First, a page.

Nevertheless, embedded systems in particular still have a lot of ground to make up where security is concerned. Whereas safeguarding functional security has always been a design principle in critical systems, IT security is still too often seen as something that can be augmented in later development cycles. For example, the United States Army Tank Automotive Research, Development and Engineering Center tendered for an Intrusion Detection System for existing military vehicles back in spring 2018. The aim is to defend such vehicles against attacks and mitigate the effects thereof. However, a system of this nature can only detect successful attacks that have already taken place ‒ it cannot prevent them. Meanwhile the Canadian armed forces are looking for trainers to support the crews of military vehicles in detecting and combating cyber attacks ‒ undoubtedly a laudable aim, but also a clear signal that their systems are manifestly vulnerable.
Cyber security is first and foremost a question of protecting critical systems against unauthorised access and manipulation in particular. Due to the agility and ‒ in the case of attacks carried out by nation states ‒ practically unlimited resources of hackers, this can only work if cyber security is defined as a fundamental goal from the start in the design and development phase. Once a technical system has been released, it is no longer possible to retroactively integrate cyber security. In principle, a number of aspects have to be taken into account in the design and development phase with regard to cyber security:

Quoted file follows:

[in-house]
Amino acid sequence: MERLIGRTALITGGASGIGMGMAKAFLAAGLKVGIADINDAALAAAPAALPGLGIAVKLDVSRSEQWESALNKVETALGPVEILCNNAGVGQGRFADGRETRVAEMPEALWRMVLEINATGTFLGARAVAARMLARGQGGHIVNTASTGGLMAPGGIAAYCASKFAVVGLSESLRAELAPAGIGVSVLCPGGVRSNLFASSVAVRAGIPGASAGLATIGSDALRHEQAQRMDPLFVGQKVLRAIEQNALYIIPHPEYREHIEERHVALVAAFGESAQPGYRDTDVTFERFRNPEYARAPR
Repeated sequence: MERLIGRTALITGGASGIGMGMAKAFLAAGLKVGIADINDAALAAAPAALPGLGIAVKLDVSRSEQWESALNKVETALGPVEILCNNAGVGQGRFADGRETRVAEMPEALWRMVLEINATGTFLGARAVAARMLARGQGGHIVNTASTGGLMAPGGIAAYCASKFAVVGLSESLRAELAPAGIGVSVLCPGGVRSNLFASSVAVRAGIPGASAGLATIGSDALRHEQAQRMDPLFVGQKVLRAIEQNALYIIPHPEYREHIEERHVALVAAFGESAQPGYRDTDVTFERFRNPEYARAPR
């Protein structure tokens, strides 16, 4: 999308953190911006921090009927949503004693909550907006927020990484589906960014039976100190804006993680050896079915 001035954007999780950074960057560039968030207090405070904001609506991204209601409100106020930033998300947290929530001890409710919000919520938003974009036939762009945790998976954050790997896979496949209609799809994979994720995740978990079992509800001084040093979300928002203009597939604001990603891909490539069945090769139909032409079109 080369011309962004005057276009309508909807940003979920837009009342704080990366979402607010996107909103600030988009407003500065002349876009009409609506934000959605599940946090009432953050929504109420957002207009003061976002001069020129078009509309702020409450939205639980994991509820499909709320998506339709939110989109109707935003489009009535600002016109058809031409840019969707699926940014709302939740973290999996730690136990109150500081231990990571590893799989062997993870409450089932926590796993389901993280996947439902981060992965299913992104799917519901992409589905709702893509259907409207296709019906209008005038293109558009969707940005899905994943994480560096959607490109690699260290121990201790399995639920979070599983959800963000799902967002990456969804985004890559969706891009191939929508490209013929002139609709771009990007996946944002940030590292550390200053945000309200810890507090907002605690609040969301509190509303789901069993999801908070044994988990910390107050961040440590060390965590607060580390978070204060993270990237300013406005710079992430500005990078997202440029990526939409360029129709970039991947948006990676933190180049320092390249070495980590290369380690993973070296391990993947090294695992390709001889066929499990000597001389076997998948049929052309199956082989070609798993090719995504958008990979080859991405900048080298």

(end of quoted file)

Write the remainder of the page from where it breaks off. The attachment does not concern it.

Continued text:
- The first relates to the individual electronic assemblies, referred to as embedded computers, that are responsible for all the functions available in the vehicle.
- The second is the communication between the individual components that make up the overall system and therefore the vehicle itself.
- The third is the numerous interfaces between the security-critical overall system ‒ such as a highly autonomous vehicle or weapon system ‒ and the outside world.
- Finally, data transmission and processing outside of the system, including within the cloud and the back-end, must be factored into security considerations.
The requirement for "security by design" becomes particularly important as increasing numbers of security-critical and non-critical applications are operated from within the vehicle and logically or physically linked to each other. While it is undesirable for an attacker to gain access to non-critical systems, it is not dangerous; if, however, they are able to use this gateway to access security-critical systems, the situation changes immediately – and dramatically. It is therefore essential to strictly isolate applications with different criticality levels from each other. This is relatively straightforward if a dedicated computer is used for each function, and if communication between each computer is kept to the bare minimum of what is necessary and takes place over secured communication channels. However, this impedes efforts to use COTS products and results in highly complex and potentially error-prone overall systems. The facility to strictly and securely isolate applications that are operated on the same hardware from each other, thereby preventing them from mutually affecting each other under any circumstances, is therefore required. In addition, such architecture must provide the option to support applications taking place in real time – which is to say those where a direct reaction to an event is necessary – as well as applications that are less time-sensitive.